From the DVD comes "Isabelle Huppert, héroïne chabrolienne" (7:05), an interview with Huppert by critic Serge Toubiana in which she reveals that Chabrol described the character as a "nasty piece of work" who appears to be good while in "Une demi-heure avec Dutronc" (32:02), Dutronc discusses the differences between singing and acting, the generosity of Chabrol in allowing actors space to interpret their characters, and comparing Chabrol to classical music and the then-recent Taxi 2 as rap. The behind the scenes (26:05) delivers the usual look at the location filming, remarks from Aurore Chabrol, the cast, and regular camera operator Michel Thiriet as well as some remarks from Huppert with deeper psychological of her character and the question of whether or not she is acting with premeditation or revealing and remembering by reenacting an earlier crime through repetition. In the introduction by film scholar Joël Magny (3:11), he discusses the source novel, the changes to the adaptation, and the "sickly sweet perversity" of a monster with a "constant need to do good." In the selected scene commentaries by director Claude Chabrol (43:48), Chabrol discusses the search for "meaningful frames" in his coverage, notes that every character manipulates including the premeditated recollection by Louise's friend that sets things in motion, putting framing barriers between Huppert and the camera in scenes in which she is unable to enter the emotional worlds of other characters, as well as citing the lesser-acknowledged "perfidious enjoyment" of Jeanne as the intrusive presence in the lives of the family with knowing visual references to her resemblance to André's first wife. The disc closes out with the screen test for actress Anna Mouglalis (10:33), the film's theatrical trailer (1:39), and an image gallery.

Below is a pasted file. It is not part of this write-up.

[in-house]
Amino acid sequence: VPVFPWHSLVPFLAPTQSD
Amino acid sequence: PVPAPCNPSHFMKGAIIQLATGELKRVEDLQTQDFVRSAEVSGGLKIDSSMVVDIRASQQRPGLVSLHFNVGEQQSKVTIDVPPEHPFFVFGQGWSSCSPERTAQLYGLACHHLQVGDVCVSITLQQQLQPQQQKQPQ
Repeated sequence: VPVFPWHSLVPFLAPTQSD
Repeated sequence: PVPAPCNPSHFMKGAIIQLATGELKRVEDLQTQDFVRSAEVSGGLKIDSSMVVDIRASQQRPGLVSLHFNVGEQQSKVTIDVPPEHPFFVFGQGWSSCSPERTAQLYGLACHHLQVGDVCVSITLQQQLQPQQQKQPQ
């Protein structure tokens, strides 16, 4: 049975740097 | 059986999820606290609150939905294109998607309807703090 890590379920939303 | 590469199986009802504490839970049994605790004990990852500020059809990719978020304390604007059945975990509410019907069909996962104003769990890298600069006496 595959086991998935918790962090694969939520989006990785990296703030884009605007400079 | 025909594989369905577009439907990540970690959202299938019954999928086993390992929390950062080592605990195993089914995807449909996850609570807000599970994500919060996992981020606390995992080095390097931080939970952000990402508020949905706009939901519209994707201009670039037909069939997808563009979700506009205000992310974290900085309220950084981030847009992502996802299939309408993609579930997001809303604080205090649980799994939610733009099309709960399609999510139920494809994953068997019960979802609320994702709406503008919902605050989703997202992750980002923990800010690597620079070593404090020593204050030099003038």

The Flower of Evil is accompanied by an audio commentary by film critic Farran Smith Nehme who notes the flashier (for Chabrol) visual flourishes of the film, points out details under the credits, foreshadowing visuals and symbolism – Chabrol's inspiration from the Lizzie Borden true crime story, as well as some observations that may cause viewers to reassess the performance of Flon and the more understated one of Thomas Chabrol. Nehme also discusses Chabrol's New Wave beginnings, the stages of his career, his debts to Hitchcock and Lang, as well as the seeming contradiction between his statement that he is a "man of the Left" and how he makes the lives of the bourgeoisie so appealing. "Behind the Masks: Remembering Claude Chabrol" (14:30) is an appreciation by Agnès C. Poirier – author of "Left Bank: Arts, Passion and the Rebirth of Paris 1940-1950" – who interviewed Chabrol a number of times before his death, noting not only the oft-cited influences of Hitchcock and Lang but also Jean Renoir and authors Gustave Flaubert, Guy de Maupassant, and Honoré de Balzac, his self-deprecating nature, and the titular masks he claims to wear one on top of the other: including that of the gourmand, the "old moralist" – that is, an observer of human nature – and an intellectual.